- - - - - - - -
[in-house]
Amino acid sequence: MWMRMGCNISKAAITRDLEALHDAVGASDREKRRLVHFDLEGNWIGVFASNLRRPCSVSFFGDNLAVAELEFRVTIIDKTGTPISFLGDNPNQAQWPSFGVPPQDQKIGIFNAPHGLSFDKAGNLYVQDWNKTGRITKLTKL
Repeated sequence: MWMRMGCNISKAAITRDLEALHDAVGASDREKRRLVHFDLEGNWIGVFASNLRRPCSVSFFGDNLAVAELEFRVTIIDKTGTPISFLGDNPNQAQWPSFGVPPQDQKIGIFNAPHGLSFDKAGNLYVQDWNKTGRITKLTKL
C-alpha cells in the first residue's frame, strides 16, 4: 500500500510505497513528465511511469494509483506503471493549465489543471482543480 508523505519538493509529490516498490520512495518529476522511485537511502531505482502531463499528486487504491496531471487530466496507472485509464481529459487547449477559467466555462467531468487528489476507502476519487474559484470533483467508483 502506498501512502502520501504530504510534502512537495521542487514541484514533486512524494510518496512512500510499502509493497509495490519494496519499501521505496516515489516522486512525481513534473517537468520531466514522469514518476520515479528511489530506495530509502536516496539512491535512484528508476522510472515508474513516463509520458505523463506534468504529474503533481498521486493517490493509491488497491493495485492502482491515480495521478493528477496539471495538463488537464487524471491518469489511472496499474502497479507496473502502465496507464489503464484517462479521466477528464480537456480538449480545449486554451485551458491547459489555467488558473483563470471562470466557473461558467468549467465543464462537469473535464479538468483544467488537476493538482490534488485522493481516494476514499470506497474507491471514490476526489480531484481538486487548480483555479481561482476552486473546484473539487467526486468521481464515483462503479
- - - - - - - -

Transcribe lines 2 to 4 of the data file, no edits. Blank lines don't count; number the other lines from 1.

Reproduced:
Amino acid sequence: MWMRMGCNISKAAITRDLEALHDAVGASDREKRRLVHFDLEGNWIGVFASNLRRPCSVSFFGDNLAVAELEFRVTIIDKTGTPISFLGDNPNQAQWPSFGVPPQDQKIGIFNAPHGLSFDKAGNLYVQDWNKTGRITKLTKL
Repeated sequence: MWMRMGCNISKAAITRDLEALHDAVGASDREKRRLVHFDLEGNWIGVFASNLRRPCSVSFFGDNLAVAELEFRVTIIDKTGTPISFLGDNPNQAQWPSFGVPPQDQKIGIFNAPHGLSFDKAGNLYVQDWNKTGRITKLTKL
C-alpha cells in the first residue's frame, strides 16, 4: 500500500510505497513528465511511469494509483506503471493549465489543471482543480 508523505519538493509529490516498490520512495518529476522511485537511502531505482502531463499528486487504491496531471487530466496507472485509464481529459487547449477559467466555462467531468487528489476507502476519487474559484470533483467508483 502506498501512502502520501504530504510534502512537495521542487514541484514533486512524494510518496512512500510499502509493497509495490519494496519499501521505496516515489516522486512525481513534473517537468520531466514522469514518476520515479528511489530506495530509502536516496539512491535512484528508476522510472515508474513516463509520458505523463506534468504529474503533481498521486493517490493509491488497491493495485492502482491515480495521478493528477496539471495538463488537464487524471491518469489511472496499474502497479507496473502502465496507464489503464484517462479521466477528464480537456480538449480545449486554451485551458491547459489555467488558473483563470471562470466557473461558467468549467465543464462537469473535464479538468483544467488537476493538482490534488485522493481516494476514499470506497474507491471514490476526489480531484481538486487548480483555479481561482476552486473546484473539487467526486468521481464515483462503479